childline

Call free on 0800 11 11
If you are a child or a young person you may want to speak to Childline.

selfharm

Call 0808 816 0606
Or text 07537 410 022
A safe, supportive, non-judgmental and informative service for people who self harm, their friends, families and carers.
Opem every day 5pm – 10pm for phone and text support.

Healthcare services provided by ²gether NHS Foundation Trust in Gloucester Prison are meeting all essential quality and safety standards, an inspection has found.

Following a two-day visit the Care Quality Commission (CQC) gave the services a glowing report – something which has been welcomed by those involved in the important work being carried out.

Marieanne Bubb-McGhee, Clinical Service Manager for Offender Health, County Wide Services, said: “I am very proud of all of the staff who were involved in the inspection, including the GPs and dental staff, who have worked to make the team what it is and who deliver high quality, equitable care to all the men at HMP Gloucester.

“The report gives us great satisfaction, but more importantly gives welcome and independent reassurance that the services we provide in the prison are of a very high standard.”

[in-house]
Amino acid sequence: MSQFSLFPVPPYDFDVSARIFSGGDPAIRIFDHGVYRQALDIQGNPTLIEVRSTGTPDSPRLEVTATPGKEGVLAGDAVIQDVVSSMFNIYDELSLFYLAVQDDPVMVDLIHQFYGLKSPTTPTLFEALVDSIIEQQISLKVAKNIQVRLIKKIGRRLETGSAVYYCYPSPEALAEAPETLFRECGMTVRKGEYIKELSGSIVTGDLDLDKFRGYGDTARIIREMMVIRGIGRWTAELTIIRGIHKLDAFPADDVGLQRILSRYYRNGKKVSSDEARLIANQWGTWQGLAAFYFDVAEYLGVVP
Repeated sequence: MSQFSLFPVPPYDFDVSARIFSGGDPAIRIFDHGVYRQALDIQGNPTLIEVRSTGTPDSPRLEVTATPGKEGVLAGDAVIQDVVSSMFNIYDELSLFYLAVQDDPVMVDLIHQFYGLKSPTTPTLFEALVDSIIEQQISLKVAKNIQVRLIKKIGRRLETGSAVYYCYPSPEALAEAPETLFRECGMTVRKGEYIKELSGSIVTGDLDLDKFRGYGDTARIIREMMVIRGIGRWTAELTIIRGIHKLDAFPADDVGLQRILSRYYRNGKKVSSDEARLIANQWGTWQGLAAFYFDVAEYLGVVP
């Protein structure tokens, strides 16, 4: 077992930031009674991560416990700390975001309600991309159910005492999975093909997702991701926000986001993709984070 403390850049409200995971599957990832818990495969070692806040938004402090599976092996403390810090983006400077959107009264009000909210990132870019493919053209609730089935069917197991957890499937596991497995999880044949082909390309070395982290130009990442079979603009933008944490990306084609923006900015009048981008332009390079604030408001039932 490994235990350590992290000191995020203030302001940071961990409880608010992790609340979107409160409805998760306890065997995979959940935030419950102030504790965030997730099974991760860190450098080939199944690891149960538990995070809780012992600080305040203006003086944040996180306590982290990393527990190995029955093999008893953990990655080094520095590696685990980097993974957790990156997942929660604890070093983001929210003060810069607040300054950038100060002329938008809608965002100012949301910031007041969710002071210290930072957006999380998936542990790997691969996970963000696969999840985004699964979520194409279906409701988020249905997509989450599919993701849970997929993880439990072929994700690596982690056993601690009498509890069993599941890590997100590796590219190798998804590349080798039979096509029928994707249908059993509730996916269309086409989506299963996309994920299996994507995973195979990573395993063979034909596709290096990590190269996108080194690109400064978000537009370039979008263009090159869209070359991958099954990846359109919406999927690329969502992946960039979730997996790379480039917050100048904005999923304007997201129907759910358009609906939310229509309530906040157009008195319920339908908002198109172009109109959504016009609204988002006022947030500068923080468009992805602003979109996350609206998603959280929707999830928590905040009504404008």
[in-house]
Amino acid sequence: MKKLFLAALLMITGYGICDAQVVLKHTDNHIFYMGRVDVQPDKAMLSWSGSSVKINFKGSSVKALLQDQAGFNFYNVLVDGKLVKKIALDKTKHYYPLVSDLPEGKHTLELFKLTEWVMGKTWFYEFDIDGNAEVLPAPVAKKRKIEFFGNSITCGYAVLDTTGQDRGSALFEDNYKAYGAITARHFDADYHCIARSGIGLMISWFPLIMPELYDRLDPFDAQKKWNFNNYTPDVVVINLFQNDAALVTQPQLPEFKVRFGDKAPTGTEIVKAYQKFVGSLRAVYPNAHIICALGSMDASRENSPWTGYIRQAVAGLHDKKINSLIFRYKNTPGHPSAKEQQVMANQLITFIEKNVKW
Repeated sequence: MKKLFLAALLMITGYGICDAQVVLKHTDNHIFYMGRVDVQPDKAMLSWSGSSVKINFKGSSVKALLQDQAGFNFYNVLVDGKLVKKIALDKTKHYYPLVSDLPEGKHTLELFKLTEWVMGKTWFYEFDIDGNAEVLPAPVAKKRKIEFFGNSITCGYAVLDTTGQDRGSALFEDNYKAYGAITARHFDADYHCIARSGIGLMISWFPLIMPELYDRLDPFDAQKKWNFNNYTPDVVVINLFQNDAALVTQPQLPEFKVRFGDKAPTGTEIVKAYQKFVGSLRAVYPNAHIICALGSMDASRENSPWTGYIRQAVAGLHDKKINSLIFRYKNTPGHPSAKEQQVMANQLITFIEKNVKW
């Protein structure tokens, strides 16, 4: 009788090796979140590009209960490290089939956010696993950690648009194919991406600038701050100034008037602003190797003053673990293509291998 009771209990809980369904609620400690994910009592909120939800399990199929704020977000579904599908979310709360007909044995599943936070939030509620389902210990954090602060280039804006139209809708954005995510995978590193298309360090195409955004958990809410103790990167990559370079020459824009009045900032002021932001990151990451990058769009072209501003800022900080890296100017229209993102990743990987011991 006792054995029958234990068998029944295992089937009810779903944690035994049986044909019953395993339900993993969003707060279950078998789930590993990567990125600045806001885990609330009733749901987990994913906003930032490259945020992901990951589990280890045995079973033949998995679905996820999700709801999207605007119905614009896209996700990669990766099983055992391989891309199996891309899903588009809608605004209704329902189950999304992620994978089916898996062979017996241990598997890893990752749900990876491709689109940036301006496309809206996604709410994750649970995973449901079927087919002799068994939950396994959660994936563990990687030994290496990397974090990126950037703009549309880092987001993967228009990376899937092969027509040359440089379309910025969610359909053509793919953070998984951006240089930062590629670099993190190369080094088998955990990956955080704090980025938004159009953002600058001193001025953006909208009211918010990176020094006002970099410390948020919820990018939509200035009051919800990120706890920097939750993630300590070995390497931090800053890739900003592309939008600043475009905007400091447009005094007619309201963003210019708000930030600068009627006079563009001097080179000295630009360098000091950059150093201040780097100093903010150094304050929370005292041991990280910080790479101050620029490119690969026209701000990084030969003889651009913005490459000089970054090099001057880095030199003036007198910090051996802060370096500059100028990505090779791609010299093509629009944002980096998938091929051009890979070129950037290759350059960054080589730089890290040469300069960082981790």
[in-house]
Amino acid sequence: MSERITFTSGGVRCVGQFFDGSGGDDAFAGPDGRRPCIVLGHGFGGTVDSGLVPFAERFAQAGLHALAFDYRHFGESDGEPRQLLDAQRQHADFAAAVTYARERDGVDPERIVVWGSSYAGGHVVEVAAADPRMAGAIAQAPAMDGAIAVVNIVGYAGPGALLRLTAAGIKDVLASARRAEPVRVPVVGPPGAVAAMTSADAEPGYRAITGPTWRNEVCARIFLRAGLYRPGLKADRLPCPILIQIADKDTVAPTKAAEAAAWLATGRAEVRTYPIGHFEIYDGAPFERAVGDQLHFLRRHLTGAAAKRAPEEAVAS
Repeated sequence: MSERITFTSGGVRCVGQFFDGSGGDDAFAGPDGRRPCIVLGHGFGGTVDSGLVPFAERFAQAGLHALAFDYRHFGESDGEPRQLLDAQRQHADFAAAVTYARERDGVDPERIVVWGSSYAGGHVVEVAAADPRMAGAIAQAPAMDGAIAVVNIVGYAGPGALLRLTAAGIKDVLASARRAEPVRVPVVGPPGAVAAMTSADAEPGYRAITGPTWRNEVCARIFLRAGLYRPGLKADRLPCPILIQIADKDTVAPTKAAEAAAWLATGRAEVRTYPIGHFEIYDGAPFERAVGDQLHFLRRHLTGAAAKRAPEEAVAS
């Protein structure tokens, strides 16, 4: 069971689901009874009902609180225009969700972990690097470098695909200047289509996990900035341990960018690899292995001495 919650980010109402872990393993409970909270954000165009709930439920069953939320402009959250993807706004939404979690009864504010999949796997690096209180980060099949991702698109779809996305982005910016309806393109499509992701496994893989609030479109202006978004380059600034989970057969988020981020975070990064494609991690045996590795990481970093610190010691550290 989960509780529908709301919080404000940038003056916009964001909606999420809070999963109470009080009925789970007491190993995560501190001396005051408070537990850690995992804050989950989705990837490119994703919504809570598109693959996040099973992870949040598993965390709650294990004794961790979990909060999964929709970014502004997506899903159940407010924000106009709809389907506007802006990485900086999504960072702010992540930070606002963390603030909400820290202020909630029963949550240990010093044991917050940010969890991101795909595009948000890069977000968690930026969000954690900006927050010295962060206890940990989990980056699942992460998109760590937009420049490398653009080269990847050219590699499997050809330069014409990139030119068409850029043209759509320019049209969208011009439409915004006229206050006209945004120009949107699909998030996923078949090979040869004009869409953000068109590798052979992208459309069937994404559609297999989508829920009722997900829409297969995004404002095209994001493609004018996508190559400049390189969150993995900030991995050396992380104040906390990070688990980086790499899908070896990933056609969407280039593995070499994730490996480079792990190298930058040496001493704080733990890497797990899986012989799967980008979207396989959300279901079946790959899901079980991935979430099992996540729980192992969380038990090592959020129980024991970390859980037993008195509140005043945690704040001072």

²gether NHS Foundation Trust provides general and mental health nursing within the prison. It also provides the integrated drugs treatment service.

During their visit, the inspectors observed how people were being cared for, talked to staff and talked to people who use services. They also used the results of questionnaires compiled by HM Inspectorate of Prisons (HMIP), who also conducted an inspection at the same time.

The majority of people spoken to said they were very satisfied with the services provided at the prison.

The standards inspected by the CQC and their main findings were as follows:

• People should be treated with respect, involved in discussions about their care and treatment and able to influence how the service is run

The inspectors found staff spoke to people using the services in a friendly, respectful and polite manner. People were involved in their care and treatment, and had their views sought. Information about services and health conditions were readily available and an interpreter was available to assist with people whose first language was not English.

• People should get safe and appropriate care that meets their needs and supports their rights